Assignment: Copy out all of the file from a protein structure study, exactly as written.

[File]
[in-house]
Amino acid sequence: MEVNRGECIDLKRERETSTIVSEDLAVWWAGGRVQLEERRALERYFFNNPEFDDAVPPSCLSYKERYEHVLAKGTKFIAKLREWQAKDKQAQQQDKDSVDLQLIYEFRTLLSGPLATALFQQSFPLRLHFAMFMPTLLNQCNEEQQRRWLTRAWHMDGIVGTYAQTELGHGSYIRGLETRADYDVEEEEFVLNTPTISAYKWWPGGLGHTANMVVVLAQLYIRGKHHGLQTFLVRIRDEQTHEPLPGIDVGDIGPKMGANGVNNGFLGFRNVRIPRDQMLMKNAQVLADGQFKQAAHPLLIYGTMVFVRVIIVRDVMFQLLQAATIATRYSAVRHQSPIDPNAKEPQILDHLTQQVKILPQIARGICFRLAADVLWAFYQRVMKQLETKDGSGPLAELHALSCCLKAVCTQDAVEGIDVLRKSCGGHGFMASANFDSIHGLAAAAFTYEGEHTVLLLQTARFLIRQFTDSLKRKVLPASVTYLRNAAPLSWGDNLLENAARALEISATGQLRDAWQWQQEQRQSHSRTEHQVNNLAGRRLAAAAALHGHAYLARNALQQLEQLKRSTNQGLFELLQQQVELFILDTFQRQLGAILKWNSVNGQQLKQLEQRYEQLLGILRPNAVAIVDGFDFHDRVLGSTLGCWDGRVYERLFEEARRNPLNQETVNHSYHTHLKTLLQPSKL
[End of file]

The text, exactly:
[in-house]
Amino acid sequence: MEVNRGECIDLKRERETSTIVSEDLAVWWAGGRVQLEERRALERYFFNNPEFDDAVPPSCLSYKERYEHVLAKGTKFIAKLREWQAKDKQAQQQDKDSVDLQLIYEFRTLLSGPLATALFQQSFPLRLHFAMFMPTLLNQCNEEQQRRWLTRAWHMDGIVGTYAQTELGHGSYIRGLETRADYDVEEEEFVLNTPTISAYKWWPGGLGHTANMVVVLAQLYIRGKHHGLQTFLVRIRDEQTHEPLPGIDVGDIGPKMGANGVNNGFLGFRNVRIPRDQMLMKNAQVLADGQFKQAAHPLLIYGTMVFVRVIIVRDVMFQLLQAATIATRYSAVRHQSPIDPNAKEPQILDHLTQQVKILPQIARGICFRLAADVLWAFYQRVMKQLETKDGSGPLAELHALSCCLKAVCTQDAVEGIDVLRKSCGGHGFMASANFDSIHGLAAAAFTYEGEHTVLLLQTARFLIRQFTDSLKRKVLPASVTYLRNAAPLSWGDNLLENAARALEISATGQLRDAWQWQQEQRQSHSRTEHQVNNLAGRRLAAAAALHGHAYLARNALQQLEQLKRSTNQGLFELLQQQVELFILDTFQRQLGAILKWNSVNGQQLKQLEQRYEQLLGILRPNAVAIVDGFDFHDRVLGSTLGCWDGRVYERLFEEARRNPLNQETVNHSYHTHLKTLLQPSKL